I will be launching two books into the world over the next year — Off the Clock in May, and then Juliet’s School of Possibilities, a time management fable that Penguin Random House will be publishing in March 2019. Since I’ve been through the book launch process a few times before, I’ve become quite fascinated by the question of why, exactly, someone might choose to buy a book. From what I can tell, a few conditions must be met.
First, the person must be a book reader. Theoretically, according to the Pew Research Center, more than 70 percent of adults read a book, in whole or in part, per year. The mean number of books is 12, but means are driven up by outliers. The median number of books read, in whole or in part, per year is 4. The odds are pretty good, for most contemporary authors, that you won’t make it into those 4. We’re really looking at a much smaller proportion of the public that is willing to go into a bookstore in person or online (or walk into a library) and emerge with a new title.
Second, the person needs to know your book exists. There are a lot of books published per year. The US figure is something like a million, though a lot of those are self-published titles with extremely small markets. If you consider more mainstream commercial publishers, the number is still something like 300,000 titles per year. But even that’s not the extent of the competition, since plenty of books don’t cease to be available after the year in which they were published. So you need to bring your book to people’s attention, within the context of many things demanding their attention.
Finally, the person needs a compelling reason to bring your book into his/her life. The biggest reason someone might decide to spend time and money on a book is that he/she feels like a relationship exists with the author. The reader has read one of the author’s previous titles. The reader has met or heard the author and enjoyed the experience. Alternately, someone the reader has a relationship with (or at least a perceived relationship with) highly recommends the book. A third possibility is that the book itself offers a fabulous benefit, but this is trickier, because how do you know? Maybe you like to read about baseball, but there are still a lot of books on baseball. Why does one, over others, get hours of your limited time? Or of more interest here: all time-management books promise they’ll help you get more done. So why read mine?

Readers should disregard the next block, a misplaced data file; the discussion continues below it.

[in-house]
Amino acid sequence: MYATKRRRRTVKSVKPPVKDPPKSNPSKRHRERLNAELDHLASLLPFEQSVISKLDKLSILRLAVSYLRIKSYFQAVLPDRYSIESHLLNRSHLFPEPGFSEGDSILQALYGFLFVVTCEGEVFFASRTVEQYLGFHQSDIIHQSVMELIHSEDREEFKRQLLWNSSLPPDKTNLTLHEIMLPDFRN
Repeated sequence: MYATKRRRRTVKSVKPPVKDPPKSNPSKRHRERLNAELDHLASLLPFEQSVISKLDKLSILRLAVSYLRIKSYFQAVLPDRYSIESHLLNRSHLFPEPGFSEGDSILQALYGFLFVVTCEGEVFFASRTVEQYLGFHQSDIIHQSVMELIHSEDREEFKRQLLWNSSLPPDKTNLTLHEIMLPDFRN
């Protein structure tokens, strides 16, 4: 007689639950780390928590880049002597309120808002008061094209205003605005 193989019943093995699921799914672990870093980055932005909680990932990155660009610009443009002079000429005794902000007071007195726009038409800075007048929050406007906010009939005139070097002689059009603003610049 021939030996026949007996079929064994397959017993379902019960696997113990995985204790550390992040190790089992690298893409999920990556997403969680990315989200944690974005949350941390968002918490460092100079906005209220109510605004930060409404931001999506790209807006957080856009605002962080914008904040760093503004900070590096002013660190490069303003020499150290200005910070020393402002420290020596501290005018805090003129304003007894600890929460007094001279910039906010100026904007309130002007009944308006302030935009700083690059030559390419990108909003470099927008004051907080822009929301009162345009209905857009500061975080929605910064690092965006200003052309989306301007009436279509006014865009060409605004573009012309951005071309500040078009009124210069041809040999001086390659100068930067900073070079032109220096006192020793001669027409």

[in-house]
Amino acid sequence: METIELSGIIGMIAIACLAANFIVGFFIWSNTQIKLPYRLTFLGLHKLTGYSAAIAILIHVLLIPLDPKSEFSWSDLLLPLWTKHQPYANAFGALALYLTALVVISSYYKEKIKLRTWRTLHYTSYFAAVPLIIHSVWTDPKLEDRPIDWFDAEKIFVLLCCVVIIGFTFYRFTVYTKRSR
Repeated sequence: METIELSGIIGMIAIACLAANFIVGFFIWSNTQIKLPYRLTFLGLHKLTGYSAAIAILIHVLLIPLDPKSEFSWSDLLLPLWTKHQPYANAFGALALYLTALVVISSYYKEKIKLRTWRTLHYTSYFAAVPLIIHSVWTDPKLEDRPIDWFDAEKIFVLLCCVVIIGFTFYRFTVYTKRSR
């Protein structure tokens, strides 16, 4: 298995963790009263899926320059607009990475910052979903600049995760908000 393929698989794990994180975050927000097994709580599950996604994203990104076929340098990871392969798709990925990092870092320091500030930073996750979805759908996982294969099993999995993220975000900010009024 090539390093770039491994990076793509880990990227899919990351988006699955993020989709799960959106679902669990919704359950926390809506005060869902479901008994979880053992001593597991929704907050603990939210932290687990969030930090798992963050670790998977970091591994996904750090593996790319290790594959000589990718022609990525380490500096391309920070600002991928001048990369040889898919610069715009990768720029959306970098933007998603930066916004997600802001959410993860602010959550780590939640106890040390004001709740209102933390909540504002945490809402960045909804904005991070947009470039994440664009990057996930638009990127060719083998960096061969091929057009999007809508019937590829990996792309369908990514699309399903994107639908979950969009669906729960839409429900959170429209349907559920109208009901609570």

Most authors can do little about the first condition. Some books create new readers (like Harry Potter) but most won’t. Getting mentioned in various media outlets is helpful for the second condition, which is why authors try to do lots of interviews and appearances around the time of their book launches, and aim to be quoted as experts and write pieces at other times. But the second condition alone is generally not sufficient. The third is the real clincher. Oprah Winfrey’s magic touch with books isn’t just about her letting readers know they exist. It’s that for years she was in people’s living rooms at 4 p.m. daily and so there is the sense of a relationship (however one-sided it might be!)
Of course, people do pick up books for other reasons. I’ve bought a few books at that San Francisco Airport book store because I realized I’d finished the book I’d brought for the trip on the flight over, and needed a new one for the return. I didn’t have specific titles in mind; I was just browsing for something that looked interesting enough to pass the time. I read books if I’m getting paid to review them, or if I might be interviewing the author about a topic, and feel I should be familiar with what he/she has said about it. In the right circumstances, a cool cover can be a compelling reason.
Or maybe your boss got taken with the idea of a book and purchased 200 copies for everyone in the office, and you feel compelled to act like you’ve glanced at it when she asks.
As you think back to the last few books you’ve read, why did you decide to pick them up? What was the rationale behind the last book you purchased? How about the last book you read?